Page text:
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Tuesday, September 7, 2010


How My Father RollsImage by mr.smashy via Flickr
The Ten Commandments of Firearm Safety should be etched into your memory before you begin to handle firearms. These rules are intended to be followed by all persons handling firearms in the field, on the range, or at home. Please read, review and understand these rules before you begin to use your firearm.

Commandment #1 - Always Keep the Muzzle Pointed in a Safe Direction
This is the most basic and most important safety rule. A safe direction is one in which an accidental discharge will not cause injury to yourself, to others or property damage. This is particularly important when loading or unloading your firearm. Never point your gun at anything you do not intend to shoot. Treat every gun as if it were loaded at all times.
Commandment #2 - Firearms Should Be Unloaded When Not Actually in Use
Firearms should only be loaded when you are in the field or on the target range or shooting area, ready to shoot. When not in use, firearms and ammunition should be secured in a safe place, separate from each other. Remember to unload your firearm completely, so that there is no ammunition in the chamber or magazine. Before handling this or any firearm, or handing it to someone else, visually check the chamber and magazine to ensure they do not contain ammunition. Always keep the gun’s action open when not in use. Never assume a gun is unloaded - even if you were the last person to use it. Never cross a fence, climb a tree, wade through a stream, or perform any awkward movement with a loaded gun. When in doubt, unload your gun! Never pull or push a loaded firearm toward yourself or another person. And never carry a loaded gun in a scabbard, a holster not being worn, or a gun case.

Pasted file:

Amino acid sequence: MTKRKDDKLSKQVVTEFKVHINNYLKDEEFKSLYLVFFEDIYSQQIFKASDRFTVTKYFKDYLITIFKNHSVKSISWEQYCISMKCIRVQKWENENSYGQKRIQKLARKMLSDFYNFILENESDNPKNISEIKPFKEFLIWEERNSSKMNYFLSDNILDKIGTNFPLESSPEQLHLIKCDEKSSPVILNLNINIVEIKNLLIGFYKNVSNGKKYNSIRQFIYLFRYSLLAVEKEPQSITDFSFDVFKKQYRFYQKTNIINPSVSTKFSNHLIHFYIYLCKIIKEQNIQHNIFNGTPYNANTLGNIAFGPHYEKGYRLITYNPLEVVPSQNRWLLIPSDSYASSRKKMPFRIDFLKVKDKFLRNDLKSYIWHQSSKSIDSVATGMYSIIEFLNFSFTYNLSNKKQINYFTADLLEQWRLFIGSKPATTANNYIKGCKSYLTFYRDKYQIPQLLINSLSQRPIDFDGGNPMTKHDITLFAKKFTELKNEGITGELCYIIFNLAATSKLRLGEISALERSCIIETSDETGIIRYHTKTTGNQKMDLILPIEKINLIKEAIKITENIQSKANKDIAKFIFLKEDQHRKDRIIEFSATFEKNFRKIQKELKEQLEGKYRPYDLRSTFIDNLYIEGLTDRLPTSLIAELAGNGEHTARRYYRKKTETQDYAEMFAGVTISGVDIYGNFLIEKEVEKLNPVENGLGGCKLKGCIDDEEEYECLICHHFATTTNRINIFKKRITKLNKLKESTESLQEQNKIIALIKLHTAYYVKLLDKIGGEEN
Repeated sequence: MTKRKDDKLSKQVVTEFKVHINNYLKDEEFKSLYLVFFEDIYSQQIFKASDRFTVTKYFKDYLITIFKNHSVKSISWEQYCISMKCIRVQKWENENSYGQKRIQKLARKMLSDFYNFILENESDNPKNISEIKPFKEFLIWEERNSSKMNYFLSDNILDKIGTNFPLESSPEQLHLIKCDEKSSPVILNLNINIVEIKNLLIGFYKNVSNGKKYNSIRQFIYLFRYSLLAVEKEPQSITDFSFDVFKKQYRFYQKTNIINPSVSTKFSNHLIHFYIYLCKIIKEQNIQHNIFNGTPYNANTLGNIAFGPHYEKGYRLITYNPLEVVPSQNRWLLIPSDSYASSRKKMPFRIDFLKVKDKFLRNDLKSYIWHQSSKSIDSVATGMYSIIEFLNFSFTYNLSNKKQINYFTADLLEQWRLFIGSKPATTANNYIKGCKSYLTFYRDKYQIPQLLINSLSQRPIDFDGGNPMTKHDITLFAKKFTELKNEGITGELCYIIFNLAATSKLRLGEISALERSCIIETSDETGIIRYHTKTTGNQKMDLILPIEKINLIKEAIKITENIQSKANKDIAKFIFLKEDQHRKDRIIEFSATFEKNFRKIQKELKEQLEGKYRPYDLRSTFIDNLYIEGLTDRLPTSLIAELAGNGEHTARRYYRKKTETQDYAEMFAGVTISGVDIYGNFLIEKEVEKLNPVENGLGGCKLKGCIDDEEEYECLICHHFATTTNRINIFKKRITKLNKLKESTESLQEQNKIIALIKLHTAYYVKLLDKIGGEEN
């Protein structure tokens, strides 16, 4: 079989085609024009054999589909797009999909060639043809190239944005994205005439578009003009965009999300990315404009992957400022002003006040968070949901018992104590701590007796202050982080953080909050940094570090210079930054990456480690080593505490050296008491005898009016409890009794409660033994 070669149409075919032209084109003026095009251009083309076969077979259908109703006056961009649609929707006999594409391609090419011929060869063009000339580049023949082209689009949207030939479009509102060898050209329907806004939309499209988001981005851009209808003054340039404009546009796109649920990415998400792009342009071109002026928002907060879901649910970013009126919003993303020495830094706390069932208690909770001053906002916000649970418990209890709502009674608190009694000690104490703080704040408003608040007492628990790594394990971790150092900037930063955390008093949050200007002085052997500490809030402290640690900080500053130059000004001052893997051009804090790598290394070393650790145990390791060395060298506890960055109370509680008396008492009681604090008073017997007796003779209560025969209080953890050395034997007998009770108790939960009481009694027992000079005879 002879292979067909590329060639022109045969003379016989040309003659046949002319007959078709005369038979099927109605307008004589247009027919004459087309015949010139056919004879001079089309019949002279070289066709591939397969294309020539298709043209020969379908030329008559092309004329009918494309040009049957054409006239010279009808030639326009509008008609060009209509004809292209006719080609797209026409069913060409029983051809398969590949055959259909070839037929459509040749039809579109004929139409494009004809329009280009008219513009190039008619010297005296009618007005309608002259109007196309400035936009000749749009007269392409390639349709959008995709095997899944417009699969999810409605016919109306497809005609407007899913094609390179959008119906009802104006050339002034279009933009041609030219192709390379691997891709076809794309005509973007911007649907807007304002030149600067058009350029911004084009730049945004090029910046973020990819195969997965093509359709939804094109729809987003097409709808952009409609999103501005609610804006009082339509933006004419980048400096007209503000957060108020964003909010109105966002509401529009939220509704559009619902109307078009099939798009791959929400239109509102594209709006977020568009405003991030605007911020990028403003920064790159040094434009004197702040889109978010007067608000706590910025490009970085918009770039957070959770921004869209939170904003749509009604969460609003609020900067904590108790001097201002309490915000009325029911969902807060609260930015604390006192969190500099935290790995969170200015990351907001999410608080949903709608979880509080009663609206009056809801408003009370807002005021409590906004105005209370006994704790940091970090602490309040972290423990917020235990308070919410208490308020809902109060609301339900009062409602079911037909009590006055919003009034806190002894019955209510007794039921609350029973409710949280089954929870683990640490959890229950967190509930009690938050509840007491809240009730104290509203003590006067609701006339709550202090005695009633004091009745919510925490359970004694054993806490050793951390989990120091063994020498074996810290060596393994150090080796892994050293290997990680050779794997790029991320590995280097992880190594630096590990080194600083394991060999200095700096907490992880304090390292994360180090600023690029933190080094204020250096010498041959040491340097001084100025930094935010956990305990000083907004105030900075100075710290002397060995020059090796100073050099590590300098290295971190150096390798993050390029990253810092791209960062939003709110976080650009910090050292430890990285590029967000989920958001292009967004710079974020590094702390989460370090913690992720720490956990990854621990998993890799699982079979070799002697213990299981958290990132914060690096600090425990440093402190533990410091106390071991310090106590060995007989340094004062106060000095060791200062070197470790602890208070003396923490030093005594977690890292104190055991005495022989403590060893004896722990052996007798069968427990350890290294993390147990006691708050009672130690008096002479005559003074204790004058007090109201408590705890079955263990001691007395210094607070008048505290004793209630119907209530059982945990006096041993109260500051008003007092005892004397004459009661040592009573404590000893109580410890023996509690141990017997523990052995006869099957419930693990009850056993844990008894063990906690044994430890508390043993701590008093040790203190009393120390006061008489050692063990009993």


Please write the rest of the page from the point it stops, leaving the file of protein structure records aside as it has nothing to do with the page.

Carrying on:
Commandment #3 - Don’t Completely Rely on Your Gun’s Safety
Treat every gun as though it could fire at any time, even if you are not applying pressure to the trigger. The “safety” on a firearm is a mechanical device which, like any such device, can become inoperable at the worst possible time and fail to function. By mistake, you may think the safety is “ON” when it actually is not. Or you may think your gun is unloaded when there is actually a round of ammunition in it. The safety serves as a supplement to proper gun handling but cannot serve as a substitute for common sense. Never handle a gun carelessly and assume that the gun won’t fire, just because “the safety is on.” Never touch the firearm’s trigger until you are ready to shoot. Keep your fingers away from the trigger when loading or unloading. Never pull the trigger when the safety is engaged or when the safety is positioned between the “SAFE” and “FIRE” positions. Never place your finger on the trigger unless you intend to fire.
Commandment #4 - Be Sure of Your Target - And What Is Beyond It!
Once fired, a bullet (or shot charge) can never be called back, so before you shoot know where the bullet is going and what it will strike. Be certain your shot will not injure someone or strike something beyond the target. Never fire in the direction of noise, a movement, or at any object you cannot positively identify. Be aware that a .22 Short bullet can travel over 1-1/4 miles. A centerfire cartridge, such as the .30-06, can send its bullet over 3-miles. Shotgun pellets can travel 500-yards and a shotgun slug has a range of over a half-mile. Make sure your shot has a safe backstop such as a hillside. Keep in mind how far the bullet will travel if it misses your intended target. Once fired, a bullet can never be called back. You are responsible for your actions and judgment.